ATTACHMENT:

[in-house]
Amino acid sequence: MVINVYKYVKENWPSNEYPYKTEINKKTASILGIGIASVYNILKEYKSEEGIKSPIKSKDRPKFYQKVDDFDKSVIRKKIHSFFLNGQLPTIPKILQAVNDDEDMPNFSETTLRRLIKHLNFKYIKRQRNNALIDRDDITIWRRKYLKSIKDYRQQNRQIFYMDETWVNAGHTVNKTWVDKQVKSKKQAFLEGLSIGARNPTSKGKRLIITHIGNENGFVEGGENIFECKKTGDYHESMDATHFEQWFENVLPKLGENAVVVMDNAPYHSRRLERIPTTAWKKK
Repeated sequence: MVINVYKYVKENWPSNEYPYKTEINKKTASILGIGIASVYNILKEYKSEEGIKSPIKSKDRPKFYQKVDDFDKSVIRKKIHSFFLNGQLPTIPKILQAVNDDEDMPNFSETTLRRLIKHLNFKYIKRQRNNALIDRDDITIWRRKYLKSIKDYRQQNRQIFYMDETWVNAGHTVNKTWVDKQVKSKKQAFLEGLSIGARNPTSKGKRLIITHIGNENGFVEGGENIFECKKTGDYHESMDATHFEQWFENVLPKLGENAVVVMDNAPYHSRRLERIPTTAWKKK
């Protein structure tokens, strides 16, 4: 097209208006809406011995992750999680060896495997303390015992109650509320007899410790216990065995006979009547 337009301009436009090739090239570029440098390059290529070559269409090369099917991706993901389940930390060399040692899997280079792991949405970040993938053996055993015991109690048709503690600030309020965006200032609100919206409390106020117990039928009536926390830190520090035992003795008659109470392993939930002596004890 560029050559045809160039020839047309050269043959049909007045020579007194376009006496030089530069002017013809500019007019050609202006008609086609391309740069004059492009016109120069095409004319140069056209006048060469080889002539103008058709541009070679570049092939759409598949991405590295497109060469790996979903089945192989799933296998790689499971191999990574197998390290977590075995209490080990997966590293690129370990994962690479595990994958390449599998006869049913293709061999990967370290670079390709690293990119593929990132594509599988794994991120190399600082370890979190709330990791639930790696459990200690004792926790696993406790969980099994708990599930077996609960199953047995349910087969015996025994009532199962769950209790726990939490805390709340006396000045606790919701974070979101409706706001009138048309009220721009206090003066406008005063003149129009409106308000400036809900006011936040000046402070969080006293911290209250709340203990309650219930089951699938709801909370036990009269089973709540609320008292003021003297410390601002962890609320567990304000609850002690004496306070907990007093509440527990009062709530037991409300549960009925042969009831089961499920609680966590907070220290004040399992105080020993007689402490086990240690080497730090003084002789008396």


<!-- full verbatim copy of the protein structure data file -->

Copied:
[in-house]
Amino acid sequence: MVINVYKYVKENWPSNEYPYKTEINKKTASILGIGIASVYNILKEYKSEEGIKSPIKSKDRPKFYQKVDDFDKSVIRKKIHSFFLNGQLPTIPKILQAVNDDEDMPNFSETTLRRLIKHLNFKYIKRQRNNALIDRDDITIWRRKYLKSIKDYRQQNRQIFYMDETWVNAGHTVNKTWVDKQVKSKKQAFLEGLSIGARNPTSKGKRLIITHIGNENGFVEGGENIFECKKTGDYHESMDATHFEQWFENVLPKLGENAVVVMDNAPYHSRRLERIPTTAWKKK
Repeated sequence: MVINVYKYVKENWPSNEYPYKTEINKKTASILGIGIASVYNILKEYKSEEGIKSPIKSKDRPKFYQKVDDFDKSVIRKKIHSFFLNGQLPTIPKILQAVNDDEDMPNFSETTLRRLIKHLNFKYIKRQRNNALIDRDDITIWRRKYLKSIKDYRQQNRQIFYMDETWVNAGHTVNKTWVDKQVKSKKQAFLEGLSIGARNPTSKGKRLIITHIGNENGFVEGGENIFECKKTGDYHESMDATHFEQWFENVLPKLGENAVVVMDNAPYHSRRLERIPTTAWKKK
């Protein structure tokens, strides 16, 4: 097209208006809406011995992750999680060896495997303390015992109650509320007899410790216990065995006979009547 337009301009436009090739090239570029440098390059290529070559269409090369099917991706993901389940930390060399040692899997280079792991949405970040993938053996055993015991109690048709503690600030309020965006200032609100919206409390106020117990039928009536926390830190520090035992003795008659109470392993939930002596004890 560029050559045809160039020839047309050269043959049909007045020579007194376009006496030089530069002017013809500019007019050609202006008609086609391309740069004059492009016109120069095409004319140069056209006048060469080889002539103008058709541009070679570049092939759409598949991405590295497109060469790996979903089945192989799933296998790689499971191999990574197998390290977590075995209490080990997966590293690129370990994962690479595990994958390449599998006869049913293709061999990967370290670079390709690293990119593929990132594509599988794994991120190399600082370890979190709330990791639930790696459990200690004792926790696993406790969980099994708990599930077996609960199953047995349910087969015996025994009532199962769950209790726990939490805390709340006396000045606790919701974070979101409706706001009138048309009220721009206090003066406008005063003149129009409106308000400036809900006011936040000046402070969080006293911290209250709340203990309650219930089951699938709801909370036990009269089973709540609320008292003021003297410390601002962890609320567990304000609850002690004496306070907990007093509440527990009062709530037991409300549960009925042969009831089961499920609680966590907070220290004040399992105080020993007689402490086990240690080497730090003084002789008396």